Capacity: 20 people maximum. Open to all levels. Ages 12+.
Date + Times
Saturday 8th May
Meet at Peace Park, Lilyfield.
Free (bookings essential)
In a world where the performing arts have been uprooted from their traditional stages and shifted to online platforms, the 2020 Virtual Clown workshop emerged as a unique opportunity to explore the boundless potential of clowning in the virtual realm. This four-day online lab, made possible by the support of Create NSW, offered me a transformative experience, allowing me to authentically connect, laugh, and play with virtual audiences, while bridging the gaps created by isolation and separation.
As I reflect on my journey during and after the workshop, several insights come to mind:
Discovering the Space of Clown Online:
The workshop opened my eyes to the vast possibilities of the "space of clown" in the virtual realm. Together with fellow participants, we embarked on a journey of defining and experimenting with different spatial dynamics. It was as if the online space itself had a personality, a madness that beckoned us to play and explore. In this new environment, the virtual space became an active participant, breathing and moving alongside us, adding an extra layer of magic to our performances.
Playing with the Virtual Space:
During the workshop, we delved into the intricate relationship between the clown and the virtual space. We pushed the boundaries of our creativity, embracing the constraints and seizing the opportunities offered by the online environment. As we stretched our imaginations and bodies, we discovered dramatic and comic spatial possibilities that harmonized with the virtual realm. This playful exploration empowered us to create dynamic interactions and forge connections with our virtual audiences like never before.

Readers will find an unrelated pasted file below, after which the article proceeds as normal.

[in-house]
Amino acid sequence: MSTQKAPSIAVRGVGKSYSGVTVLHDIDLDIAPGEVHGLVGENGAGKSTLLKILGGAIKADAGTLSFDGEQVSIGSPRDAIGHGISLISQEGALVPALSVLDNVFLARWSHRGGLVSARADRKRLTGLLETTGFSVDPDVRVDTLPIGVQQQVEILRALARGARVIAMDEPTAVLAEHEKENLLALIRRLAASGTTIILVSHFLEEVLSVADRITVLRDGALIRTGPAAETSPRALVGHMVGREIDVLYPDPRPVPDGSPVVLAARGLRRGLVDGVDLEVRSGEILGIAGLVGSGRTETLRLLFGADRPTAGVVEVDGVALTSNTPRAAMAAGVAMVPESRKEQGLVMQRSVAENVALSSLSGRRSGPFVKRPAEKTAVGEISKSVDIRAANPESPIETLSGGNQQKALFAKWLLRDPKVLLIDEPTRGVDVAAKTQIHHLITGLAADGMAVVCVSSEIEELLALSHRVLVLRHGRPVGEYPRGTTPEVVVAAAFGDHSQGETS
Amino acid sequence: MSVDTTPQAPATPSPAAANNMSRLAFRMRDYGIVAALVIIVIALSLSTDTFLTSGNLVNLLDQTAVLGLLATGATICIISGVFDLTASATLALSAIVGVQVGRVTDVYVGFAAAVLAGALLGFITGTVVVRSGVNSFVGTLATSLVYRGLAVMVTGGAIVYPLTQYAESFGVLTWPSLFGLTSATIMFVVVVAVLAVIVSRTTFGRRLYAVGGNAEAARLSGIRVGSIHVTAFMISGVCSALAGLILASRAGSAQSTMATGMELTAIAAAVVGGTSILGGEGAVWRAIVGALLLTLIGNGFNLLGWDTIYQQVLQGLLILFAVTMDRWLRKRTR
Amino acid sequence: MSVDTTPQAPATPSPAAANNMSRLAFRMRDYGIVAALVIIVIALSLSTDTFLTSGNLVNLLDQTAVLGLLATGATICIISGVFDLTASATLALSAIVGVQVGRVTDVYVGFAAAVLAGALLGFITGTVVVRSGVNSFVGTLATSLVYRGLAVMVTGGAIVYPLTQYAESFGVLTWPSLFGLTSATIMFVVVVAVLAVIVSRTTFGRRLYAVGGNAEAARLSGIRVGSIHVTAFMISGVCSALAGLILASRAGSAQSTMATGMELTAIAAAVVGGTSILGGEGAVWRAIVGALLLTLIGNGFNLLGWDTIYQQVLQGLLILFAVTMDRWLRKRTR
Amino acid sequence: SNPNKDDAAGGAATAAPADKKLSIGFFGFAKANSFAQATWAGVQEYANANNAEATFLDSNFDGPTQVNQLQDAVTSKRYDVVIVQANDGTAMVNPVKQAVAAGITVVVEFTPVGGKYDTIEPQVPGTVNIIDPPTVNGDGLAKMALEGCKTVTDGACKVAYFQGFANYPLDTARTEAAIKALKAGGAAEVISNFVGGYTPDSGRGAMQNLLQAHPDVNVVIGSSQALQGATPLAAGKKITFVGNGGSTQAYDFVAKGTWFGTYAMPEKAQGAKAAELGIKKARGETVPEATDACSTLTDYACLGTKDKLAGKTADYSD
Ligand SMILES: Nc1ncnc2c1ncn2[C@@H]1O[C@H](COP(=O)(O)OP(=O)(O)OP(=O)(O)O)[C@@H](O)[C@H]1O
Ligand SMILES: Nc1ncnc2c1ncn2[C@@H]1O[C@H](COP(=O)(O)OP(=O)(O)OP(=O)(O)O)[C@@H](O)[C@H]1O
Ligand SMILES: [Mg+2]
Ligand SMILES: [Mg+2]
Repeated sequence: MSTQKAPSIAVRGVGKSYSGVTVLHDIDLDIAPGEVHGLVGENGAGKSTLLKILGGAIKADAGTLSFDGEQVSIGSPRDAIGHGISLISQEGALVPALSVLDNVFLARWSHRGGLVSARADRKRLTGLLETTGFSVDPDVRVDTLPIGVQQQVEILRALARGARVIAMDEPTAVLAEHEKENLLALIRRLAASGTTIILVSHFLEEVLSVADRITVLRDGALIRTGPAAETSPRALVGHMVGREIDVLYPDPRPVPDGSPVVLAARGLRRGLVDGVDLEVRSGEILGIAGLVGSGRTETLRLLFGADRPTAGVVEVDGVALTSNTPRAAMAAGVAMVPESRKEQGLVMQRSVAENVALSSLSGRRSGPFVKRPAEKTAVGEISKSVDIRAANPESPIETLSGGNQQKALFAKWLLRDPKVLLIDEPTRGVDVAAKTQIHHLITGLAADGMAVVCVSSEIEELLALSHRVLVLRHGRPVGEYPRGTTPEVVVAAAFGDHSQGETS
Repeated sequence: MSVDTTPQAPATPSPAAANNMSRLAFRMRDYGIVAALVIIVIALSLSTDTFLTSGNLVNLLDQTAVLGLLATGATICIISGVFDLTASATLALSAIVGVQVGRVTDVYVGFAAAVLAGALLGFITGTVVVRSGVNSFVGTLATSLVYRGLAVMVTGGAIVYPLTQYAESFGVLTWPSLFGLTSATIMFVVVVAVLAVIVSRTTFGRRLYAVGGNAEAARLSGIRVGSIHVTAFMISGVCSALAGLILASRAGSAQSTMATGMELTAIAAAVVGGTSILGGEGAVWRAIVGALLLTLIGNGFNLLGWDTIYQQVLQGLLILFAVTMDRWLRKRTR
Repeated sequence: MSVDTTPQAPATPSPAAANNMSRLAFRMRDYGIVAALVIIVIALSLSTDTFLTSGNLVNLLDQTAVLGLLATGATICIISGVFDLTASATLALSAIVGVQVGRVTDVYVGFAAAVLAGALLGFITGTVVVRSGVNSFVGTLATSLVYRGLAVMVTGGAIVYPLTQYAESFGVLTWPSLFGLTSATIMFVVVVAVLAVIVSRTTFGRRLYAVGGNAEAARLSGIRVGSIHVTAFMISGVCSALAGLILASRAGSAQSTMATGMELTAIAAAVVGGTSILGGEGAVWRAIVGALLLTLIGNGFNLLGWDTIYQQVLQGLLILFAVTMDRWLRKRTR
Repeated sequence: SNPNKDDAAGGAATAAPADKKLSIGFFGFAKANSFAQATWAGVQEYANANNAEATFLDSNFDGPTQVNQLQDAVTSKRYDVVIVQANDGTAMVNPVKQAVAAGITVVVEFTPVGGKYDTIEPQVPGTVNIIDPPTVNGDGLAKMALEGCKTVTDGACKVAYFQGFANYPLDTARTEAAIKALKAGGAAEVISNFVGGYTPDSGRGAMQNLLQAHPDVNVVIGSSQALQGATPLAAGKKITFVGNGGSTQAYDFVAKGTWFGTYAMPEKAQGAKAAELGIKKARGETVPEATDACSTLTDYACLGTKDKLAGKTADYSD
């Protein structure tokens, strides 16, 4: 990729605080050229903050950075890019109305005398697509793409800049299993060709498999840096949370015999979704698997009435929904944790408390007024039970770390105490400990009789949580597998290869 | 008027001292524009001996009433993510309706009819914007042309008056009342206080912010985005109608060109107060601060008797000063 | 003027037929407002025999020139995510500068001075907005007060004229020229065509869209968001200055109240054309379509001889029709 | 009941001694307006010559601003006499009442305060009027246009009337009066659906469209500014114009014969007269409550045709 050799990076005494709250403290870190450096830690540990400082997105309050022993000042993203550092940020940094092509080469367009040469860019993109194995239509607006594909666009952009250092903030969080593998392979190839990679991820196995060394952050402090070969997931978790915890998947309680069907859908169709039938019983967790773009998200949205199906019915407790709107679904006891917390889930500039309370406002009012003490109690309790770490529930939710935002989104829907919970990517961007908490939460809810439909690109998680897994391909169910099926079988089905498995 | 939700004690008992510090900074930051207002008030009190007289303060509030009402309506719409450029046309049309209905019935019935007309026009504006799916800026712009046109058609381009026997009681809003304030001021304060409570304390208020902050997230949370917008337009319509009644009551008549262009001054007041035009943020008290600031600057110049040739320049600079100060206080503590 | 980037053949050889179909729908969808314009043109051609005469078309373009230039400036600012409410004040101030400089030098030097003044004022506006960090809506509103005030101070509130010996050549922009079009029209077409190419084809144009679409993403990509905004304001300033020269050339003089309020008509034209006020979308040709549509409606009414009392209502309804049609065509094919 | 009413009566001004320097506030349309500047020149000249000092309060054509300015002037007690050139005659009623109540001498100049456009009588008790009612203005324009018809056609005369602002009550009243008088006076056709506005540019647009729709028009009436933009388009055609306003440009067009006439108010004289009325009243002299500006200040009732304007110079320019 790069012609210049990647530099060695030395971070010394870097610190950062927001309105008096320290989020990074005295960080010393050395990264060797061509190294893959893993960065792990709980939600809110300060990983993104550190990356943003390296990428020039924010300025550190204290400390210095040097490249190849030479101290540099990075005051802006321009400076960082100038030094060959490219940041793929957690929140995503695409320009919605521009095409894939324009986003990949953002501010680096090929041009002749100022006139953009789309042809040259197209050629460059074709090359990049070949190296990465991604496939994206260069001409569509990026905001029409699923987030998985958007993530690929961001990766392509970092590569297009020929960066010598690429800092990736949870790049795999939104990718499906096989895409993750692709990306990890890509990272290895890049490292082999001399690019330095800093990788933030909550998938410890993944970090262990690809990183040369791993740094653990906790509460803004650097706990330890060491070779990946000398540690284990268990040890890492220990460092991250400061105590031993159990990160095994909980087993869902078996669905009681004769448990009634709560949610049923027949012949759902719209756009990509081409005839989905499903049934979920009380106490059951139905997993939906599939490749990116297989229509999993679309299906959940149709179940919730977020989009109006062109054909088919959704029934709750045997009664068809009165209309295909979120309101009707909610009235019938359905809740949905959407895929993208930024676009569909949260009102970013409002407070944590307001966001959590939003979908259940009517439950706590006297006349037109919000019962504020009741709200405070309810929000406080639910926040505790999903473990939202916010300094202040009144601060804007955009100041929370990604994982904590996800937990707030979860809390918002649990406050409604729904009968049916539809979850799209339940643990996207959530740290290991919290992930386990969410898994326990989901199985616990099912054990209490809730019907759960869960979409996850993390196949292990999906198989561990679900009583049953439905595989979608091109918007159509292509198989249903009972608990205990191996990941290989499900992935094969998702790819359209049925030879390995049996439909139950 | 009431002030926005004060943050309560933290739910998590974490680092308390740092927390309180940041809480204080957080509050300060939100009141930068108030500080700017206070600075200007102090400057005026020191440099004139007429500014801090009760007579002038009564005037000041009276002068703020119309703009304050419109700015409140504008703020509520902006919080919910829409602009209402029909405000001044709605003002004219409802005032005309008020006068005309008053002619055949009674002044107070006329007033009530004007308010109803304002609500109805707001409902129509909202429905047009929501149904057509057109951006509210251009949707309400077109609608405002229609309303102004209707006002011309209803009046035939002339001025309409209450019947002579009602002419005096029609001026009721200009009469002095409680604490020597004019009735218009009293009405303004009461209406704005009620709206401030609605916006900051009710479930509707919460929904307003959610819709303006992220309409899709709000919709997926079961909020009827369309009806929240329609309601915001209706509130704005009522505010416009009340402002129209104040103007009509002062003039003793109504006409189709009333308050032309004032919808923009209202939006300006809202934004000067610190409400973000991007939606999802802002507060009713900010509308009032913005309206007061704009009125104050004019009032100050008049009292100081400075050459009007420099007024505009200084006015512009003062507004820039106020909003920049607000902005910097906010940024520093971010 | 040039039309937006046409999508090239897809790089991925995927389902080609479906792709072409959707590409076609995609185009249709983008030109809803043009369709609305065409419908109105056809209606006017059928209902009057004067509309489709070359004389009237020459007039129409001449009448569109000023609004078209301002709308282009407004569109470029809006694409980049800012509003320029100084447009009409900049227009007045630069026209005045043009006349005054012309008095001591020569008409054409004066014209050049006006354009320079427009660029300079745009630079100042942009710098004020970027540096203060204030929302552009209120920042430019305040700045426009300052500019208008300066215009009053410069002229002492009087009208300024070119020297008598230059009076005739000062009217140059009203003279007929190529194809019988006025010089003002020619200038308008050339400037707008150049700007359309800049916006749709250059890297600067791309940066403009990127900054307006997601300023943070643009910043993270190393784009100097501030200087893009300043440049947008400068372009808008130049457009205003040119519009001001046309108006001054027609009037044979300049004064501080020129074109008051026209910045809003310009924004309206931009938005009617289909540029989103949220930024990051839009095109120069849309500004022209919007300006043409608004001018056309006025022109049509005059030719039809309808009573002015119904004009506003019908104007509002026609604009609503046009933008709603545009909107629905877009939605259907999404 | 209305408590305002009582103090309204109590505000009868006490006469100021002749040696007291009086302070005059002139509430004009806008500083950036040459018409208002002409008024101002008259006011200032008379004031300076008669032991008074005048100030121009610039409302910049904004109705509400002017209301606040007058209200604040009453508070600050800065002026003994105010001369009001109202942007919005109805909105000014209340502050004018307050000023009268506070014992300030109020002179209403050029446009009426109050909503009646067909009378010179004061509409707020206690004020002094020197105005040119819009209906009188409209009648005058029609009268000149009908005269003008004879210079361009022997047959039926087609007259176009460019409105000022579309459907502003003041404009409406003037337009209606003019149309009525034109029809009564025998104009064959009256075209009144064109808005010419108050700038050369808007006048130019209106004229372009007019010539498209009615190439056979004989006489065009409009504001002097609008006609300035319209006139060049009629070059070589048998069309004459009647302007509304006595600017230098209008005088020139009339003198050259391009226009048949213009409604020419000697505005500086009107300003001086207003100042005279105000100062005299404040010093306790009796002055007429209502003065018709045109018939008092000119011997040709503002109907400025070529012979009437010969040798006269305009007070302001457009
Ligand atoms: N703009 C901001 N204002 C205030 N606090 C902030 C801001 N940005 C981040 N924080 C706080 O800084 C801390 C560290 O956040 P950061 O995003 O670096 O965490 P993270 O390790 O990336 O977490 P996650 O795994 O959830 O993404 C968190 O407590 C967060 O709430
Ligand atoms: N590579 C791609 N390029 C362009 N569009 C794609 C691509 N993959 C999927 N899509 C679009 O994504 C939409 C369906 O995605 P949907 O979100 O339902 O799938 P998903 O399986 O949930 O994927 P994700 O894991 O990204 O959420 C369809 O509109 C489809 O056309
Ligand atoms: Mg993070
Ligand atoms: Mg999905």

Authentic Connection through Screens:
One of the workshop's highlights was the quest for authentic connection with our audiences through screens. We learned the art of staying present, actively listening, and responding to every subtle nuance that emerged from our clown's natural being. It was truly transformative to witness how, through our performances, we could touch the hearts of our virtual spectators. The workshop served as a powerful platform for us to transform personal narratives and tragedies into works of absurd poetic clown performances that were tailored specifically for the online medium. The connection we forged was nothing short of beautiful.
Determining the Spectator's Experience:
Throughout the workshop, we immersed ourselves in understanding the dynamic relationship between the clown and the online space and its impact on the spectator's experience. We explored ways to create a rhythmic consequence of strong images, engaging the audience's imagination on a profound level. The goal was to stimulate their senses rather than rely solely on reason. Through this exploration, I gained valuable insights into how to create meaningful connections and craft performances that truly resonated with virtual audiences.
The workshop was a testament to the transformative power of clowning as an art form, even in the face of adversity and physical limitations. As I continue to navigate the changing landscape of the performing arts, I hold onto the lessons learned and the joy, connection, and creativity that clowning brings. It is a beacon of hope, reminding us that no matter the circumstances, we can always find ways to laugh, connect, and create magic, even through screens.
Clowning is in the heart business, not only does it help heighten our immune system it can also make the heart stronger, plus the clown can touch our hearts too. A clown is to be your heart on stage, whether that be the stage of life or a theatre.